Rough with the smooth.

The sprawling ‘Punta Alegre’.

6th February 2023

Dolphin Bay (North), Bocas Del Torro, Panama – Linton Bay, Central Panama, Panama via Gallego Cays & Puerto Alegre, Bocas Del Toro, Panama

In life we are told to take the ‘rough with the smooth’ and this raises all sorts of questions. Is it due to life being simply difficult where we’ve got to be conditioned to some level of pain; or is it because we should appreciate the good times after having difficult ones; or is it about contrast where should try and take enjoyment from everything we are given?

In trying to understand this saying, Ruffian was pounded by rain while sitting in near splendid isolation, surrounded by mangroves and in perfectly flat water. The rain however stopped all play and all we could do was look on, get cold and feel oppressed by the grey cloud. When the rain started to clear we luxuriated in the warm sun as the grey sky transitioned to bright blue after, literally, covering Ruffian with every colour in the rainbow. Without the rain we never would have had the rainbow.

Sailing south with Free Spirit we headed towards the ocean. The protected flat water of the Bocas Del Toro, with its countless islands and hidden reefs, gave way to wind that propelled Ruffian along and a swell that had been pushed all the way from Africa. Out at sea Ruffian rolled, water splashed on the deck and the engine could remain silent. This swell pushed us into a dead-end bay, where protection seemed scant and we resigned ourselves to a rolly night at anchor.

The tiny spit we were planning on anchoring behind looked even smaller in real life and we nosed our way into the shallows almost touching the reef. As we set the anchor, just meters from our stern the swell swept by leaving Ruffian still and silent. Without the roll outside we wouldn’t appreciate the protection we found inside.

Within moments of stopping we were inundated with ulu’s full of smiling children all excited to invite us to their farms and villages, wanting to practice their schooled English and laughing at our kindergarten Spanish. Among all this chatter best friends Cigaro and Fredilo resolved to take us under their care and into the forest.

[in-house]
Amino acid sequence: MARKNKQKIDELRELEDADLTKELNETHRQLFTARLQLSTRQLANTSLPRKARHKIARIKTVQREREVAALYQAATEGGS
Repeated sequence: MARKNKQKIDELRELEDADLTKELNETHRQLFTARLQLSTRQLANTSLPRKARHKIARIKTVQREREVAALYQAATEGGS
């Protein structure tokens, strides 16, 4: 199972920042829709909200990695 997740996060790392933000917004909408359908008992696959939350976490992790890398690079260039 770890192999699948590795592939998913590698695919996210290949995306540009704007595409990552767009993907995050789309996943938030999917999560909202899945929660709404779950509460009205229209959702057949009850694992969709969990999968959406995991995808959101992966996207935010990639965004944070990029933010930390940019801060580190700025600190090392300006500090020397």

Fredilo was all smiles as he swapped from his 1 boy powered ulu into Brock. Like all teenage boys he had 1 setting which was full on, on, and Brock, under his teenage command hurtled down waves and up a tiny hidden river. With every wave the smile on his face grew and we’re sure his mind was spinning on how to get his ulu to go just as fast.

The dense jungle opened up to crops, and in their bare feet our new friends flew up the hills, where we, clod in our high-tech hiking boots, slipped and fell all over the place. Entering the village we were paraded about like prize bulls where every window in every hut was filled with a welcoming inquisitive face, each of which belonged to one of Fredilo’s relatives.

Leaving our friends and the village behind we made our way to the school that the children had been so proud of. The jungle surrounded us but the muddy path had been replaced by a paved route that snaked its way over hills, through swamps and around trees. All along this footpath superhighway every walker stopped to talk and everyone had a useful profession, from the boatbuilder to the baker or from the military to the mayor. The miles flew by on this paved path but without the slippery jungle those paved miles would have been painful.

Our time in the Bocas was drawing to a close and we were hoping to take the ‘least bad’ weather window to get east. Punching our way out to sea Iain slowly grew a deep shade of green and even Fiona, with her usual cast iron stomach, turned a lighter shade of ‘apple blossom’. The sea looked like it was at war with itself as the swell battled against the current and the wind chop battled against Ruffian, all while we battled against the clock to reach harbour before the wind built and turned even more against us.

Ruffian bucked and kicked over the waves making life on board difficult and every time Fiona was able to venture below to find some food Iain promptly ate it and then regurgitated it up all over poor Ruffian. He watched as stew, then second-hand water, then bile, erupted and sloshed about before being washed away by all the green water.

After what felt like an eternity, we finally entered harbour and as quickly as we had turned green we turned hungry. Tucking into anything edible and drinking sweet cold water felt luxurious. It wouldn’t have been quite so amazing without having previously waved goodbye to the contents of our insides.

We’ve certainly taken the ‘good with the bad’ but the questions still persist. The bad times offshore have started to condition us to some of the tough miles Infront of us, the contrast in everything we have seen has grown our appreciation there is even good in the bad and we’ve also managed to take enjoyment all that had been dealt to us. *

* Apart from maybe seeing breakfast, lunch and dinner multiple times.

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Author: Iain & Fiona Lewis

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